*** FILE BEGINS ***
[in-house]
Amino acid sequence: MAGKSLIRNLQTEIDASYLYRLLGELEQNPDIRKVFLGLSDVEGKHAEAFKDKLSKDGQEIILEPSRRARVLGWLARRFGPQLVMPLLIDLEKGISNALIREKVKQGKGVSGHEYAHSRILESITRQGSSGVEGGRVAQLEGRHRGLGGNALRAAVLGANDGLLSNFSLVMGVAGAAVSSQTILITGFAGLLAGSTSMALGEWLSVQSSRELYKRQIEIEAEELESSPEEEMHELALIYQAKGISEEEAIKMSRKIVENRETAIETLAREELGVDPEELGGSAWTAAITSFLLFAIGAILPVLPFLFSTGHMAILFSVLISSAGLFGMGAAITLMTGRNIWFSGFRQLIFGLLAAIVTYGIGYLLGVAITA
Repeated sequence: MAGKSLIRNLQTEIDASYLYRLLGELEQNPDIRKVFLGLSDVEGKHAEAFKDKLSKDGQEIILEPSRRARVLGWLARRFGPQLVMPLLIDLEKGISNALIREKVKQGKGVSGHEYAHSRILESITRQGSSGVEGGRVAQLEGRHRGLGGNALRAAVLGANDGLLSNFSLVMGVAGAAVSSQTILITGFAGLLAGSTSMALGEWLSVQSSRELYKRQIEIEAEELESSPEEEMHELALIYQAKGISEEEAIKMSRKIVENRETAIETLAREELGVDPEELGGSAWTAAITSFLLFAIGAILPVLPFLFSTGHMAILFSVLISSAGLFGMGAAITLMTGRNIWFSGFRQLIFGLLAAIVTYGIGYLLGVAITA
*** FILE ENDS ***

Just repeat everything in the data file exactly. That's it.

[in-house]
Amino acid sequence: MAGKSLIRNLQTEIDASYLYRLLGELEQNPDIRKVFLGLSDVEGKHAEAFKDKLSKDGQEIILEPSRRARVLGWLARRFGPQLVMPLLIDLEKGISNALIREKVKQGKGVSGHEYAHSRILESITRQGSSGVEGGRVAQLEGRHRGLGGNALRAAVLGANDGLLSNFSLVMGVAGAAVSSQTILITGFAGLLAGSTSMALGEWLSVQSSRELYKRQIEIEAEELESSPEEEMHELALIYQAKGISEEEAIKMSRKIVENRETAIETLAREELGVDPEELGGSAWTAAITSFLLFAIGAILPVLPFLFSTGHMAILFSVLISSAGLFGMGAAITLMTGRNIWFSGFRQLIFGLLAAIVTYGIGYLLGVAITA
Repeated sequence: MAGKSLIRNLQTEIDASYLYRLLGELEQNPDIRKVFLGLSDVEGKHAEAFKDKLSKDGQEIILEPSRRARVLGWLARRFGPQLVMPLLIDLEKGISNALIREKVKQGKGVSGHEYAHSRILESITRQGSSGVEGGRVAQLEGRHRGLGGNALRAAVLGANDGLLSNFSLVMGVAGAAVSSQTILITGFAGLLAGSTSMALGEWLSVQSSRELYKRQIEIEAEELESSPEEEMHELALIYQAKGISEEEAIKMSRKIVENRETAIETLAREELGVDPEELGGSAWTAAITSFLLFAIGAILPVLPFLFSTGHMAILFSVLISSAGLFGMGAAITLMTGRNIWFSGFRQLIFGLLAAIVTYGIGYLLGVAITA